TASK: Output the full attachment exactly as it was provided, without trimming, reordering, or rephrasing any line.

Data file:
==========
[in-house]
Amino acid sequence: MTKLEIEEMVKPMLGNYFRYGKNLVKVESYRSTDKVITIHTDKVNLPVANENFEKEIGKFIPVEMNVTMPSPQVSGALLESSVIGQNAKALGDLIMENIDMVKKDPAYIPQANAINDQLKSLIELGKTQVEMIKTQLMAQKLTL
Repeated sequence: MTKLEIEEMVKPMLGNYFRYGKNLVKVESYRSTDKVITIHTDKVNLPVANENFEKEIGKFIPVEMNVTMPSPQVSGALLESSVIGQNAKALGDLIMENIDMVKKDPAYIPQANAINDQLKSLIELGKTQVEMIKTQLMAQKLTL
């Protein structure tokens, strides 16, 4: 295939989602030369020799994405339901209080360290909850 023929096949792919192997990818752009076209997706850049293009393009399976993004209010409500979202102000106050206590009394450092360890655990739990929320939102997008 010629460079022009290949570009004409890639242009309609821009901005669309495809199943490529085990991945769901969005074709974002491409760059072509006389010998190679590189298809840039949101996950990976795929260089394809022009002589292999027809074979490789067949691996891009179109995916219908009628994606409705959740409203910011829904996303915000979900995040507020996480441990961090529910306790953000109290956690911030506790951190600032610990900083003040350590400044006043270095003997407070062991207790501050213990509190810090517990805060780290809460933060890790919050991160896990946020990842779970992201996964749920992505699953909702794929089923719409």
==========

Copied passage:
[in-house]
Amino acid sequence: MTKLEIEEMVKPMLGNYFRYGKNLVKVESYRSTDKVITIHTDKVNLPVANENFEKEIGKFIPVEMNVTMPSPQVSGALLESSVIGQNAKALGDLIMENIDMVKKDPAYIPQANAINDQLKSLIELGKTQVEMIKTQLMAQKLTL
Repeated sequence: MTKLEIEEMVKPMLGNYFRYGKNLVKVESYRSTDKVITIHTDKVNLPVANENFEKEIGKFIPVEMNVTMPSPQVSGALLESSVIGQNAKALGDLIMENIDMVKKDPAYIPQANAINDQLKSLIELGKTQVEMIKTQLMAQKLTL
């Protein structure tokens, strides 16, 4: 295939989602030369020799994405339901209080360290909850 023929096949792919192997990818752009076209997706850049293009393009399976993004209010409500979202102000106050206590009394450092360890655990739990929320939102997008 010629460079022009290949570009004409890639242009309609821009901005669309495809199943490529085990991945769901969005074709974002491409760059072509006389010998190679590189298809840039949101996950990976795929260089394809022009002589292999027809074979490789067949691996891009179109995916219908009628994606409705959740409203910011829904996303915000979900995040507020996480441990961090529910306790953000109290956690911030506790951190600032610990900083003040350590400044006043270095003997407070062991207790501050213990509190810090517990805060780290809460933060890790919050991160896990946020990842779970992201996964749920992505699953909702794929089923719409």